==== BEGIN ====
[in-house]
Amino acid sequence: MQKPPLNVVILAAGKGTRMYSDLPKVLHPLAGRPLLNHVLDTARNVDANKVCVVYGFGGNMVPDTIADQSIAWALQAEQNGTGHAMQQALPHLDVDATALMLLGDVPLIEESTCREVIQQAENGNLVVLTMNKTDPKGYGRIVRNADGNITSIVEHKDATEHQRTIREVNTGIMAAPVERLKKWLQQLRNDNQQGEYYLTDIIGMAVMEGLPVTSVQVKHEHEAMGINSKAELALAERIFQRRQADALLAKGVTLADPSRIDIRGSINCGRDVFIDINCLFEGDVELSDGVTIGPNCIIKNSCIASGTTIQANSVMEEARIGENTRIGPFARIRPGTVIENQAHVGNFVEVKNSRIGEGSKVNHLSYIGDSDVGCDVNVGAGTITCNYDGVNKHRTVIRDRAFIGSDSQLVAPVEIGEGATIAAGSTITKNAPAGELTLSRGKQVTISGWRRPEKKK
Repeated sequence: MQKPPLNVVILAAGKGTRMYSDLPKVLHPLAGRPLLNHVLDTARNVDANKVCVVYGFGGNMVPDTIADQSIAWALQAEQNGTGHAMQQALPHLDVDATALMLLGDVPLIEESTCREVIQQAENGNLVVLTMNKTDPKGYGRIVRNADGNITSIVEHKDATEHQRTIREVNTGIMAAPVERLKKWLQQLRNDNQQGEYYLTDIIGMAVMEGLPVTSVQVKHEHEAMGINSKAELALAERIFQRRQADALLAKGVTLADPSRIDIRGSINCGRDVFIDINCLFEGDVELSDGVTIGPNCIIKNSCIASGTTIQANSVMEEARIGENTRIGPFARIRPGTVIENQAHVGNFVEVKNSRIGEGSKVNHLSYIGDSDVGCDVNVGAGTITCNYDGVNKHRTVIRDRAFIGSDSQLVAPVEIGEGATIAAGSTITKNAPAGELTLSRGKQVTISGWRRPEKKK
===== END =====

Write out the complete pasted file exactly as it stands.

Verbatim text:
[in-house]
Amino acid sequence: MQKPPLNVVILAAGKGTRMYSDLPKVLHPLAGRPLLNHVLDTARNVDANKVCVVYGFGGNMVPDTIADQSIAWALQAEQNGTGHAMQQALPHLDVDATALMLLGDVPLIEESTCREVIQQAENGNLVVLTMNKTDPKGYGRIVRNADGNITSIVEHKDATEHQRTIREVNTGIMAAPVERLKKWLQQLRNDNQQGEYYLTDIIGMAVMEGLPVTSVQVKHEHEAMGINSKAELALAERIFQRRQADALLAKGVTLADPSRIDIRGSINCGRDVFIDINCLFEGDVELSDGVTIGPNCIIKNSCIASGTTIQANSVMEEARIGENTRIGPFARIRPGTVIENQAHVGNFVEVKNSRIGEGSKVNHLSYIGDSDVGCDVNVGAGTITCNYDGVNKHRTVIRDRAFIGSDSQLVAPVEIGEGATIAAGSTITKNAPAGELTLSRGKQVTISGWRRPEKKK
Repeated sequence: MQKPPLNVVILAAGKGTRMYSDLPKVLHPLAGRPLLNHVLDTARNVDANKVCVVYGFGGNMVPDTIADQSIAWALQAEQNGTGHAMQQALPHLDVDATALMLLGDVPLIEESTCREVIQQAENGNLVVLTMNKTDPKGYGRIVRNADGNITSIVEHKDATEHQRTIREVNTGIMAAPVERLKKWLQQLRNDNQQGEYYLTDIIGMAVMEGLPVTSVQVKHEHEAMGINSKAELALAERIFQRRQADALLAKGVTLADPSRIDIRGSINCGRDVFIDINCLFEGDVELSDGVTIGPNCIIKNSCIASGTTIQANSVMEEARIGENTRIGPFARIRPGTVIENQAHVGNFVEVKNSRIGEGSKVNHLSYIGDSDVGCDVNVGAGTITCNYDGVNKHRTVIRDRAFIGSDSQLVAPVEIGEGATIAAGSTITKNAPAGELTLSRGKQVTISGWRRPEKKK